“You have such a variety,” I said. “Someone has been very busy.”

“You can say that again! Last month my grandma discovered “pour art” and got so enthused about it, she’s made hundreds. She keeps trying to get the perfect picture.” The girl rolled her eyes.

“Oh, yes. I had a grandma like that, but her thing was afghans. All of us grandchildren got half a dozen. I suppose your grandma has gifted you well, too?”

“You got it! We have two or three on each wall. So does everyone else in our area. When Grandma started buying paint in five-gallon drums and canvases by the truckload, Mom said we absolutely have to do something. So she rented this booth and I’m stuck here trying to sell as many as I possibly can.”

“You do have a problem.”

“I sure wish she’d go back to making quilts. She’s doing a dozen pictures every day.” Her tone became desperate. “You want one, don’t you, people? Or two or three? Only $20 each. Even if you don’t like them so much right off, they’ll grow on you.”

Soft-hearted sorts that we are, we bought a couple. We just grabbed two at random. They’ll grow on us.

Image by delta1 at Pixabay. Here’s an example of pour art where a few drops of silicon oil have been added to the paint-medium mix. That’s what gives it the bubbly look. Creators call these CELLS and when you tilt the canvas, the cells stretch out into odd shapes.

Painting Pizzazz

The Ragtag Daily Prompt this morning is PIZZAZZ, and I will add my little contribution to the collection.

“Paint with PIZZAZZ,” the book instructor encouraged. “Be BOLD and BOHEMIAN! Don’t let yourself be bound by the need to render realistically.”

So I slashed, swirled and daubed bold colors on the canvas — and it was so much fun! I whipped up a sea of wild waves and whitecaps, then swizzled in a sky full of menacing clouds. Lastly I added a small sailing ship in the distance, plowing its way through this terrible fury.

I proudly showed my painting to my first art critic.
“Are those white things supposed to be fish?” he asked.
“Fish? Those are whitecaps.”
“They look like white fish trying to jump into the boat.”
Back at the easel, I tried to make the waves more realistic.

I proudly showed my stormy scene to the next art critic.
“Your ship is too level. The bow should be dipping into the trough of that wave.”
“Maybe,” I replied.

Concluding I don’t possess enough pizzazz, my next effort was a vase that looked like a vase and flowers that looked like flowers. Someday I’ll try doing the boat-on-stormy-sea again – with proper whitecaps – and dip its bow down into the trough of a big wave.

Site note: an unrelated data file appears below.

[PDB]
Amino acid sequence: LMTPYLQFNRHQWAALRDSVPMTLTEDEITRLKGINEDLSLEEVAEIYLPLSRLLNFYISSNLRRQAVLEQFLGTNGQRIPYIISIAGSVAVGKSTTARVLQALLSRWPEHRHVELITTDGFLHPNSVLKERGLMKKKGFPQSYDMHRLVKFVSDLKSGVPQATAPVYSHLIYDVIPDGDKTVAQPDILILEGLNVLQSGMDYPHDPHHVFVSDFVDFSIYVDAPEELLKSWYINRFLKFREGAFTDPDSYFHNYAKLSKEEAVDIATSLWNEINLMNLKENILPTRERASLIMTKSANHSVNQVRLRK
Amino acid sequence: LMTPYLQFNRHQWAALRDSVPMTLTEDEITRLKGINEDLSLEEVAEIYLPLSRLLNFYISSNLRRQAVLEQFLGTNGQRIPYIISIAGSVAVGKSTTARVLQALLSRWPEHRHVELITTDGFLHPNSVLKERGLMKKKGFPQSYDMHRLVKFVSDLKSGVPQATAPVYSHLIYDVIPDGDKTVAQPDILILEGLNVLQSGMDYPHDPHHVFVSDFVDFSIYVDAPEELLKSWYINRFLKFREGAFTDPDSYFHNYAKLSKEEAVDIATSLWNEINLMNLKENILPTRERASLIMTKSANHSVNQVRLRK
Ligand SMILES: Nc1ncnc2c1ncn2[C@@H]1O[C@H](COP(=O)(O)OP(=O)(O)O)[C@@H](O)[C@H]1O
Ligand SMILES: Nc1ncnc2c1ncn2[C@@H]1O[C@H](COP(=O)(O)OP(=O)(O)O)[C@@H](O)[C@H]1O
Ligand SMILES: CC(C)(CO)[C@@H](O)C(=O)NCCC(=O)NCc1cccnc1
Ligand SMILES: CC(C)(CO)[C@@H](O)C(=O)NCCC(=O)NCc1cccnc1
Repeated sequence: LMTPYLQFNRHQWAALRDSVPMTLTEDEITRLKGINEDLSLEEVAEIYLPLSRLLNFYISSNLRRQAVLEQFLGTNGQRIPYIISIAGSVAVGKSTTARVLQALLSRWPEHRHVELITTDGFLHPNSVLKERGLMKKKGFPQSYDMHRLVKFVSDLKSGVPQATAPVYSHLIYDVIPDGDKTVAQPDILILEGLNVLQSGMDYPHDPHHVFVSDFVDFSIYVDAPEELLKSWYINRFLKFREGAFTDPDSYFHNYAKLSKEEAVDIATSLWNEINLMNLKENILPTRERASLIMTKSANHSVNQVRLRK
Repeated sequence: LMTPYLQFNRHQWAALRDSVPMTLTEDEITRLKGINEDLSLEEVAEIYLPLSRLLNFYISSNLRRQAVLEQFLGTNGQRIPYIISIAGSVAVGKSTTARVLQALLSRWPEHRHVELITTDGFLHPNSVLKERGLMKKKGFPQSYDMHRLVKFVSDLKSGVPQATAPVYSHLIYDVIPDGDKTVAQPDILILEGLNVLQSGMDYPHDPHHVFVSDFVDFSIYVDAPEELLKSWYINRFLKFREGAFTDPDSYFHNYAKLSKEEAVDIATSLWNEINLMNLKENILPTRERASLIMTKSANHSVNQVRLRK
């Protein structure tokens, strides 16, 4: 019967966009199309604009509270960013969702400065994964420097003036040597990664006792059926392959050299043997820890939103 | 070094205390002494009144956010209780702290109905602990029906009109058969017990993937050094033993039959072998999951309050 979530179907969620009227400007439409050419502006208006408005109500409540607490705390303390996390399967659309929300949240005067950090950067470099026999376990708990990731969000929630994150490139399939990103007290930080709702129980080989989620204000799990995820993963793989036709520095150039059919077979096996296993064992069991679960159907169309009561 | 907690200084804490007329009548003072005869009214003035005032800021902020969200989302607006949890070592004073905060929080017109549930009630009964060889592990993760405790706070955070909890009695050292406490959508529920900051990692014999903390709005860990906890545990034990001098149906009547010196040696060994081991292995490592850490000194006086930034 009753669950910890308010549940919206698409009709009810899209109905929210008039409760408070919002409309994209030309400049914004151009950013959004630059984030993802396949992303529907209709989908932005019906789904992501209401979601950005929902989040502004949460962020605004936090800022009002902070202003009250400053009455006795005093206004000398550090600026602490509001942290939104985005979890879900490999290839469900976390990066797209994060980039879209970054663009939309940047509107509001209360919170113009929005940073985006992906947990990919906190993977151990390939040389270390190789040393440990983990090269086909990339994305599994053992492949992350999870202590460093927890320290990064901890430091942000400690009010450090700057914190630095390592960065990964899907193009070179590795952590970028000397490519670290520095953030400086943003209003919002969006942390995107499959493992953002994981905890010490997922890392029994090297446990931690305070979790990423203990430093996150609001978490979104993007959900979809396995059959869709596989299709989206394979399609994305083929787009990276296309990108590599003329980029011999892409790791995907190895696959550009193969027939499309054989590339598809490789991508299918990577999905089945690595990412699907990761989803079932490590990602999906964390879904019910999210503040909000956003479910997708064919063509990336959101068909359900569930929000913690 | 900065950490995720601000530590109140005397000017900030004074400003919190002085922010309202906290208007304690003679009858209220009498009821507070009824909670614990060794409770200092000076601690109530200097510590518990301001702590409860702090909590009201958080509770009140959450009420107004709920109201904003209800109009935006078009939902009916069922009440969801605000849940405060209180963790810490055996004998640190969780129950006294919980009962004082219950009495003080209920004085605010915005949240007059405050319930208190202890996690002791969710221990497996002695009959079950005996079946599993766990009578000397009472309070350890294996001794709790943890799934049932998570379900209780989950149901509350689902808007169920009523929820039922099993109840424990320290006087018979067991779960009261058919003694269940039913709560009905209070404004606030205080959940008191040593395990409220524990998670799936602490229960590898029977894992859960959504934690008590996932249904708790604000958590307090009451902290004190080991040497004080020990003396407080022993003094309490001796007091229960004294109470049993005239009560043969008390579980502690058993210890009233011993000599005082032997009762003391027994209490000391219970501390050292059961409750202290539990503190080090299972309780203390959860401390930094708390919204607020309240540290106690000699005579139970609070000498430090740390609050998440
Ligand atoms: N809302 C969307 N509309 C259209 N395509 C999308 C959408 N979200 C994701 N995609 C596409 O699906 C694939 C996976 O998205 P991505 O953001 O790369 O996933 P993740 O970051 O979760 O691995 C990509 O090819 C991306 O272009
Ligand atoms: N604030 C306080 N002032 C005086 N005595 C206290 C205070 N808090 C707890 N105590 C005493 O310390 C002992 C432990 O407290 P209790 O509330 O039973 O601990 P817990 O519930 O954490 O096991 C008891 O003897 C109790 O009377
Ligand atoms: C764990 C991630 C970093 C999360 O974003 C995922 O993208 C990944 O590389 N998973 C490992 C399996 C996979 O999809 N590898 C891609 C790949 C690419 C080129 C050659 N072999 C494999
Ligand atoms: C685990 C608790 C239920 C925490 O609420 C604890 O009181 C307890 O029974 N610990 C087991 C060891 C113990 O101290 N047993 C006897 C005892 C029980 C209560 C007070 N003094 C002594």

Curiously enough, that painting is one of my favorites. Maybe because it looks WILD — and was FUN. I may just do wild and fun again sometime. 🙂

Bath Time Down the Drain

RUSH, RUSH, RUSH

Shower in a hurry,
toss on some clothes and go!
I still recall those deeper soaks
enjoyed so long ago.

I’d fill the tub to brimming
soak til I was a prune
recalling ancient jingles,
rehashing them off-tune.

“Nothin’ says lovin’ like somethin’ from the oven…”
Blub…blub… “Life is a Mutual Affair!”
“Wherever you go…trust Texaco.”
“…they’ll love to run their fingers through your hair.”

Always in a hurry now,
no time for bubble bathing;
pursuing self-set deadlines,
must forego marinating.

For I’ve become a cyber scribe,
at my computer slogging;
from early morn ’til midnight
composing posts and blogging.

Image: Kevin Phillips — Pixabay

The Dreadful D’s

Today we’ll dither over

Rye Regular

Thinking about this letter brings to mind a host of depressing words:
Degenerate
Degraded
Demented
Depraved
Depressed
Detest
Dissipated
Dissolute
Drivel

This clever image is by Piyapong Saydaung — Pixabay

Looking on the bright side,

Rye Regular

Words like DAYLIGHT, DAPPER, DARLING, DEAR, DECENT + DELIGHTFUL
help to balance the scale. One of the more appealing D words that comes to my mind is…

Rye Regular
Image by Radoslaw Ciesla — Pixabay

And then there’s

Rye Regular

Which can mean…
Academic, bookish, cerebral, civilized, cultured, enlightened, erudite, highbrow, intellectual, informed, knowledgeable, lettered, pedantic, polished, refined, scholarly, schooled, skilled, trained, versed, well bred.

Pixabay image

In other words, don’t ask DIDACTS to explain what they mean unless you have a lot of time to hear them out.